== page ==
In many developing countries, there is no strong tradition for social dialogue between trade unions and employer and business organizations. This increases the risk of labour conflicts quickly becoming critical and resulting in social turbulence, low productivity and job insecurity. A situation that does not benefit neither workers, businesses nor society.
The precondition for a productive social dialogue is the existence of strong and equal organizations on each side of the table. Who trust each other to keep their promises.
When each party is able to organize, engage in constructive dialogue, and negotiate binding agreements through democratically elected representatives, they are better able to create long-term solutions. This applies to issues such as salaries, social security, work environment, as well as technical and vocational education and training.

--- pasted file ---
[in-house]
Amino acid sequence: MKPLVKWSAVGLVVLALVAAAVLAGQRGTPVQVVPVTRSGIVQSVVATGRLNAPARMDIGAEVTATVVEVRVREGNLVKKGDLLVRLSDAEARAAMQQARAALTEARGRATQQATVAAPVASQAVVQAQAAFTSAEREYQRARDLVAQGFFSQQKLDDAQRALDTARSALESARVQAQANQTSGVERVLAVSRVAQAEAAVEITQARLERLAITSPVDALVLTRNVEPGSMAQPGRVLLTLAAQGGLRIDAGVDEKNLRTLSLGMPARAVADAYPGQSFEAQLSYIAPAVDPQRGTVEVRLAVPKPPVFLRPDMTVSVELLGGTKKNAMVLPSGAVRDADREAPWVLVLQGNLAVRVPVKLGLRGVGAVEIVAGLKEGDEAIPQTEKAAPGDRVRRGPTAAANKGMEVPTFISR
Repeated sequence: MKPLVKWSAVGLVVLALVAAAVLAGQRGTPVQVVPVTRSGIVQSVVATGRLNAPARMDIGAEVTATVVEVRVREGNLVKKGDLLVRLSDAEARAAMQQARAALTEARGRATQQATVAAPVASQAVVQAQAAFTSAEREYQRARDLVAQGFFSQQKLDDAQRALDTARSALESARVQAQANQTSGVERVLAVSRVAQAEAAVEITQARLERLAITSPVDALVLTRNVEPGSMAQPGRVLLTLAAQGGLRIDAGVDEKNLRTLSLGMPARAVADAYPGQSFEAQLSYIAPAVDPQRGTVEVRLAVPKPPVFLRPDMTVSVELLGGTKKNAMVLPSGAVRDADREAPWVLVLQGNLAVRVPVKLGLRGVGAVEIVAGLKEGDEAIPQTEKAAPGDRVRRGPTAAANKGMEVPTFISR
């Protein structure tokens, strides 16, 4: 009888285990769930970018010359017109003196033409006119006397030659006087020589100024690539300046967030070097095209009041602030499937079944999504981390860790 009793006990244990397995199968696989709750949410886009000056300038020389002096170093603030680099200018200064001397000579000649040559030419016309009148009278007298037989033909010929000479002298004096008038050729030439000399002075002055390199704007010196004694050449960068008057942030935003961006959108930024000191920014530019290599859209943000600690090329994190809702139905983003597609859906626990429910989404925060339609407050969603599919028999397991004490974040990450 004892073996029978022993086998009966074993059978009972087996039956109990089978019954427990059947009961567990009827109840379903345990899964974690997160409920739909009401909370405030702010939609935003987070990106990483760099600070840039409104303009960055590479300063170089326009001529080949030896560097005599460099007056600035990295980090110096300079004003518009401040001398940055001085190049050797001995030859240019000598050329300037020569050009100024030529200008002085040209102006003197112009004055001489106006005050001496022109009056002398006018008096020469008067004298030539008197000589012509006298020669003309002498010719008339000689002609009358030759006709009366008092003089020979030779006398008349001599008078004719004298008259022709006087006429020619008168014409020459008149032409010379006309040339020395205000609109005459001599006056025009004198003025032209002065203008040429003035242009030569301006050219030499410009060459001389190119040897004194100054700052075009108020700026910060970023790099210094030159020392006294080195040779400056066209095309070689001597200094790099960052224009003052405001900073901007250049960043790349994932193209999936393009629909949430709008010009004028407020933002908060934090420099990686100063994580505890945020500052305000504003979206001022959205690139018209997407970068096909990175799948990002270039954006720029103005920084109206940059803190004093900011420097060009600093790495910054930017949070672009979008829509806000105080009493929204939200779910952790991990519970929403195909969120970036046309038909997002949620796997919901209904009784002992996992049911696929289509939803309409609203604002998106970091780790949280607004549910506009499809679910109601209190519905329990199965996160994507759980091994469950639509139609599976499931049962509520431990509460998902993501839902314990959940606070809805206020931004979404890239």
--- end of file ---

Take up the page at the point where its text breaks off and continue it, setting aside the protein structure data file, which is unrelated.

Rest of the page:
Strong labour market organizations contribute positively to the development of democratic societies. With the support from their members, they can contribute to public debate and influence legislation within policy areas like trade, social security, gender equality, health and education.
The Danish Trade Union Development Agency, the Confederation of Danish Industry, and 3F each work to support sister organizations in taking part in social dialogue at bipartite and tripartite levels.